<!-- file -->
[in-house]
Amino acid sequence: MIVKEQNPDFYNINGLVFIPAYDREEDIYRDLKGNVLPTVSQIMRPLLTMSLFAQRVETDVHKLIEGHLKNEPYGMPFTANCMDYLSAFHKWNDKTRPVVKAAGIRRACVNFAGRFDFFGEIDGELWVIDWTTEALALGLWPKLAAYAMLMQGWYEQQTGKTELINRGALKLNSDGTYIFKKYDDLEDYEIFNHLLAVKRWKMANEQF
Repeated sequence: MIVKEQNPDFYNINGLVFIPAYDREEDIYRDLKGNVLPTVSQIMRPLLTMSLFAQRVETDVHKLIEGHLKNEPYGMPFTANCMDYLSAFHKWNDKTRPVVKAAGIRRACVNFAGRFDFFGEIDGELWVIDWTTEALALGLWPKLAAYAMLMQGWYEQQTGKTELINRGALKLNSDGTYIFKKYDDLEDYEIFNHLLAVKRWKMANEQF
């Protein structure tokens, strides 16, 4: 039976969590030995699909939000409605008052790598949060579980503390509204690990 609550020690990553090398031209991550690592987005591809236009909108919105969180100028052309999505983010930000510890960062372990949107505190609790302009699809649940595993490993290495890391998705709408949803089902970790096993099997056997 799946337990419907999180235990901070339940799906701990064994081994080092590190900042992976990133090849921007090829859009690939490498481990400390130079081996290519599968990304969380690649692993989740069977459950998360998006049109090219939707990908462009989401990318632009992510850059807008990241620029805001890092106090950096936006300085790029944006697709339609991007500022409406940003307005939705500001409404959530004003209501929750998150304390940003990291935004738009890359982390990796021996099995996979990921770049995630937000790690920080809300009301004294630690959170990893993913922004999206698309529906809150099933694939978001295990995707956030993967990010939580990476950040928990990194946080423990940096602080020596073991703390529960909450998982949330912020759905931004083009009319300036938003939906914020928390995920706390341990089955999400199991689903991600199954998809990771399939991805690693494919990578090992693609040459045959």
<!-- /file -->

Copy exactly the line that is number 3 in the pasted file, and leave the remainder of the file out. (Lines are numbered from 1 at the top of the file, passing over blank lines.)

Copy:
Repeated sequence: MIVKEQNPDFYNINGLVFIPAYDREEDIYRDLKGNVLPTVSQIMRPLLTMSLFAQRVETDVHKLIEGHLKNEPYGMPFTANCMDYLSAFHKWNDKTRPVVKAAGIRRACVNFAGRFDFFGEIDGELWVIDWTTEALALGLWPKLAAYAMLMQGWYEQQTGKTELINRGALKLNSDGTYIFKKYDDLEDYEIFNHLLAVKRWKMANEQF